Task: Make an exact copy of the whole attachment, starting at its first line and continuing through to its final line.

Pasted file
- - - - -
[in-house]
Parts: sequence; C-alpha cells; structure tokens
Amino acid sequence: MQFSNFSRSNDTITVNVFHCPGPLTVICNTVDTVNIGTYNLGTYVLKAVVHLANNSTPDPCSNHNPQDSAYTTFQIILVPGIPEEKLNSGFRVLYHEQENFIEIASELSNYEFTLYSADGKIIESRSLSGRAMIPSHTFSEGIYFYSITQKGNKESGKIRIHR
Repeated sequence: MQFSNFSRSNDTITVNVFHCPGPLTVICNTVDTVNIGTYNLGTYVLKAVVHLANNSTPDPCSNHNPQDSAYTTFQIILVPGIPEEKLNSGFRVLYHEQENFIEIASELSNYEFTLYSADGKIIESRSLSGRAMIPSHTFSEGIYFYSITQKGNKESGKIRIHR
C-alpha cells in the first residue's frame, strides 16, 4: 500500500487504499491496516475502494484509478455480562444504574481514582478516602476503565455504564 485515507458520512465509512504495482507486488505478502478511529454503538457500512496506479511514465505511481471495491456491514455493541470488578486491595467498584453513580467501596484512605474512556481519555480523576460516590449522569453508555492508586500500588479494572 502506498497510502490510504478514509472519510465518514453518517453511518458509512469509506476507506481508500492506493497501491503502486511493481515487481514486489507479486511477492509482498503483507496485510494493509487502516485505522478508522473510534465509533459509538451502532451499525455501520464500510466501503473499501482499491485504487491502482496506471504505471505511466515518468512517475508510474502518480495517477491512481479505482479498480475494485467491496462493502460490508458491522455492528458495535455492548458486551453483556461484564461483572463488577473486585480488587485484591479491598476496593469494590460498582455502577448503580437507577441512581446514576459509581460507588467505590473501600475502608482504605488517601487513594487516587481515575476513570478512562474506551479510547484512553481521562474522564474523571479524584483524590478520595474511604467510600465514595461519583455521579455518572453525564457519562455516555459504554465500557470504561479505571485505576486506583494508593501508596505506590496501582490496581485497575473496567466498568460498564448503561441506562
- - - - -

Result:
[in-house]
Parts: sequence; C-alpha cells; structure tokens
Amino acid sequence: MQFSNFSRSNDTITVNVFHCPGPLTVICNTVDTVNIGTYNLGTYVLKAVVHLANNSTPDPCSNHNPQDSAYTTFQIILVPGIPEEKLNSGFRVLYHEQENFIEIASELSNYEFTLYSADGKIIESRSLSGRAMIPSHTFSEGIYFYSITQKGNKESGKIRIHR
Repeated sequence: MQFSNFSRSNDTITVNVFHCPGPLTVICNTVDTVNIGTYNLGTYVLKAVVHLANNSTPDPCSNHNPQDSAYTTFQIILVPGIPEEKLNSGFRVLYHEQENFIEIASELSNYEFTLYSADGKIIESRSLSGRAMIPSHTFSEGIYFYSITQKGNKESGKIRIHR
C-alpha cells in the first residue's frame, strides 16, 4: 500500500487504499491496516475502494484509478455480562444504574481514582478516602476503565455504564 485515507458520512465509512504495482507486488505478502478511529454503538457500512496506479511514465505511481471495491456491514455493541470488578486491595467498584453513580467501596484512605474512556481519555480523576460516590449522569453508555492508586500500588479494572 502506498497510502490510504478514509472519510465518514453518517453511518458509512469509506476507506481508500492506493497501491503502486511493481515487481514486489507479486511477492509482498503483507496485510494493509487502516485505522478508522473510534465509533459509538451502532451499525455501520464500510466501503473499501482499491485504487491502482496506471504505471505511466515518468512517475508510474502518480495517477491512481479505482479498480475494485467491496462493502460490508458491522455492528458495535455492548458486551453483556461484564461483572463488577473486585480488587485484591479491598476496593469494590460498582455502577448503580437507577441512581446514576459509581460507588467505590473501600475502608482504605488517601487513594487516587481515575476513570478512562474506551479510547484512553481521562474522564474523571479524584483524590478520595474511604467510600465514595461519583455521579455518572453525564457519562455516555459504554465500557470504561479505571485505576486506583494508593501508596505506590496501582490496581485497575473496567466498568460498564448503561441506562